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I found the following answer on SE:

Fourier transform of unit step?

However, it is still not clear to me and maybe somebody could explain it clearer.


I have the following in my notes of Theoretical Physics course:

$$ \hat{\Theta}(\omega) = \int_{-\infty}^\infty \Theta (t) e^{i\omega t} \mathrm{d} t = \lim_{\varepsilon \to 0} \int_0^\infty e^{i\omega t - \varepsilon t} \mathrm{d}t = \pi \delta(\omega) + \mathrm{P} \frac{i}{\omega} $$

Where the $\mathrm{P}$ denotes the Cauchy's principal value.


I understand why I get a delta function in this evaluation, but I have no idea why I have

$$ \mathrm{P} \frac{i}{\omega} \quad \text{instead of just} \quad \frac{i}{\omega} $$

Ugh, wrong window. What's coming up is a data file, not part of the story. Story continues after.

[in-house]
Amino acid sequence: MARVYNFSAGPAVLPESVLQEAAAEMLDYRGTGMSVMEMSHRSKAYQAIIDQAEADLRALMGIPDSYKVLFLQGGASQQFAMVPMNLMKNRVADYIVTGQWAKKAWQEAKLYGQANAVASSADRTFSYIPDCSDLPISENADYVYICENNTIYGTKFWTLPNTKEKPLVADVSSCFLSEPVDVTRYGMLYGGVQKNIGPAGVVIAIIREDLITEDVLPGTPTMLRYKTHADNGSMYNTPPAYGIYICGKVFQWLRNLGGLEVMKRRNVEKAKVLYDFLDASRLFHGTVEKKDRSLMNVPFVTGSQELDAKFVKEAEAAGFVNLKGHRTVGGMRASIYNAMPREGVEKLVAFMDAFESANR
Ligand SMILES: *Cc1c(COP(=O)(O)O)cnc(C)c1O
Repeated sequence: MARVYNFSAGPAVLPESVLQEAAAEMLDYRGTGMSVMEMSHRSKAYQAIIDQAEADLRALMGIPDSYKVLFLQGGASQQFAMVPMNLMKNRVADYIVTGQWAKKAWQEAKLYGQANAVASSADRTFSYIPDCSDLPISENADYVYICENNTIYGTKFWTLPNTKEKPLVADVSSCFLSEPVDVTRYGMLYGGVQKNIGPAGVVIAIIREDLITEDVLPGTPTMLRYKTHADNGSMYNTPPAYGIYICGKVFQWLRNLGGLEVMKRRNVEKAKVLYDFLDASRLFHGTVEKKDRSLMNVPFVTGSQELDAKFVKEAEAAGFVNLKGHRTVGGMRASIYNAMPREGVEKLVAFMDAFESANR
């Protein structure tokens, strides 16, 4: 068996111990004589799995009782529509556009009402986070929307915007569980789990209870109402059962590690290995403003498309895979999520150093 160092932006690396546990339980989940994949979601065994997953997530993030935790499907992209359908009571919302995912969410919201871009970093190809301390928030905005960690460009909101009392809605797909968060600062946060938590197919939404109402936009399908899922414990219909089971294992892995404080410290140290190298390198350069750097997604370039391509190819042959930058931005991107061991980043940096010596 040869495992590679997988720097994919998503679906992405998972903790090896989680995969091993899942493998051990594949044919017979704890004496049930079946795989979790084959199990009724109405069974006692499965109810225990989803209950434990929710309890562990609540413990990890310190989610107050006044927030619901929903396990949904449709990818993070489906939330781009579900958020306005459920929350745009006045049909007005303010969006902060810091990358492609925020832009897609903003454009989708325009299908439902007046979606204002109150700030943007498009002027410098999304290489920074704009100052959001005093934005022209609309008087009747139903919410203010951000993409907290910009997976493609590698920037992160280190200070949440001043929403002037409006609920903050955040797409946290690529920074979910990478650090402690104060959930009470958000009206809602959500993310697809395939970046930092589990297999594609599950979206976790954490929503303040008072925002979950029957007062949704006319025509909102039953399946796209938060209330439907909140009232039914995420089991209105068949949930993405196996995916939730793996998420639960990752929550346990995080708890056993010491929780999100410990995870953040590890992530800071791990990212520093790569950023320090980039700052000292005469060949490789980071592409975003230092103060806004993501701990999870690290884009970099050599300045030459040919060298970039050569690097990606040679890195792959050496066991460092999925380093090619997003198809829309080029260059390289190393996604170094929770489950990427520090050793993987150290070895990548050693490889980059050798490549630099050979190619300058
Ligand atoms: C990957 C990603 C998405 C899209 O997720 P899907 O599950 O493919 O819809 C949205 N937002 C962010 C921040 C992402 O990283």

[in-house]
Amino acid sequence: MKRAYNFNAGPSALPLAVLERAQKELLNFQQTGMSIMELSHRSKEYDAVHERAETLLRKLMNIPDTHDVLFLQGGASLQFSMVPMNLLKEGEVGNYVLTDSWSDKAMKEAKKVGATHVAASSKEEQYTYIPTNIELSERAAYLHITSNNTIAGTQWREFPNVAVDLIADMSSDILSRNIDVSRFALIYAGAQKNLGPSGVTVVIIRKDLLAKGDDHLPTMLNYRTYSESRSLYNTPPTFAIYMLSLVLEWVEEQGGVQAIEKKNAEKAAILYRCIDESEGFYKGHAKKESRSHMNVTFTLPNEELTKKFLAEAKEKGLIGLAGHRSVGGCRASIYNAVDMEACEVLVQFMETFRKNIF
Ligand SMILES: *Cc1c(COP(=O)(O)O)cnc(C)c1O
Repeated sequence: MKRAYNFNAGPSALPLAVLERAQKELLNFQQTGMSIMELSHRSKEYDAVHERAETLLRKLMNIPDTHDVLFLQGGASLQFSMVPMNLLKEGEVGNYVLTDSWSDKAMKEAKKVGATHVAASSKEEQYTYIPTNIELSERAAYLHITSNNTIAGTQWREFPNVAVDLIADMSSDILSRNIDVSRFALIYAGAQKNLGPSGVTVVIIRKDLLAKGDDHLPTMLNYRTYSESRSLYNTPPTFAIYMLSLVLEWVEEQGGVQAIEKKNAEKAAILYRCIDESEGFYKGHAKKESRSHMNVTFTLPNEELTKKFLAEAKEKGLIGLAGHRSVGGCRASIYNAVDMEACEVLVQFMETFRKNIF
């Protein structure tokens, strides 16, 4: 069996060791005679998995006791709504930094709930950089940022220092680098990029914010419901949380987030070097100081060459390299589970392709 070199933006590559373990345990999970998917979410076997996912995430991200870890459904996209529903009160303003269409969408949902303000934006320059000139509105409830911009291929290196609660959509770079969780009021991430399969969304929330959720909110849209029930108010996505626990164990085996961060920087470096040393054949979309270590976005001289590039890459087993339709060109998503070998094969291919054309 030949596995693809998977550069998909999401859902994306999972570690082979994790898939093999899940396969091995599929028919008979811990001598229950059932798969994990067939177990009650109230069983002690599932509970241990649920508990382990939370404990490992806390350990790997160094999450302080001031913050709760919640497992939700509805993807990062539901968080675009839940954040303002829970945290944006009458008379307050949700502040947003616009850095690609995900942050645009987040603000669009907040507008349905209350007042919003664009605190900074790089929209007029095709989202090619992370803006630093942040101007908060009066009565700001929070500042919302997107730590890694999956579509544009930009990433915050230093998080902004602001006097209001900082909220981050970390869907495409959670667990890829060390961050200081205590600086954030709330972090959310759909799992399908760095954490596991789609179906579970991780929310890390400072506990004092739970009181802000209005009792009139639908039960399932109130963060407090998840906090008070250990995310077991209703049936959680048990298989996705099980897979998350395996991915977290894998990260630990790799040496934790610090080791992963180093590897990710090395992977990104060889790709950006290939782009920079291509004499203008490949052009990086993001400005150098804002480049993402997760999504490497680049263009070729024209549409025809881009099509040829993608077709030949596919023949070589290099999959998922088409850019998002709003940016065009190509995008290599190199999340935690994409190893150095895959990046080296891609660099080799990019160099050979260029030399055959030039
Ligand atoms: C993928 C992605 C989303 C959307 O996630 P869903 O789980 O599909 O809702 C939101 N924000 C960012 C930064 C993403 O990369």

In the given expression.

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Do you feel comfortable with $i/( \omega + i0^+)$? –  Fabian Jan 3 '13 at 20:24

2 Answers 2

Because in distribution theory (implied by the $\delta$ distribution) we want the functions to be locally integrable while $\omega \mapsto \frac 1{\omega}$ isn't.

So $\displaystyle\int_a^b \frac {dx}x$ is not well defined while $\quad P\displaystyle\int_a^b \frac {dx}x$ will be defined for different signs of $a$ and $b$.

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$$ \begin{align} \lim_{\varepsilon \to 0} \int_0^\infty e^{i\omega t - \varepsilon t} \mathrm{d}t &=\lim_{\varepsilon \to 0} \frac{1}{\varepsilon - i\omega} \\ &=\lim_{\varepsilon \to 0} \frac{1}{\varepsilon + \omega^2/\varepsilon} + \lim_{\varepsilon \to 0} \frac{\omega i}{\varepsilon^2 + \omega^2} \\ &=\pi \delta(\omega) + \mathrm{P} \frac{i}{\omega} \end{align} $$ where the last step uses the limiting representations of the delta function and the Cauchy principal value.

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I'm having trouble following your second line. –  Ron Gordon Apr 1 '13 at 15:23

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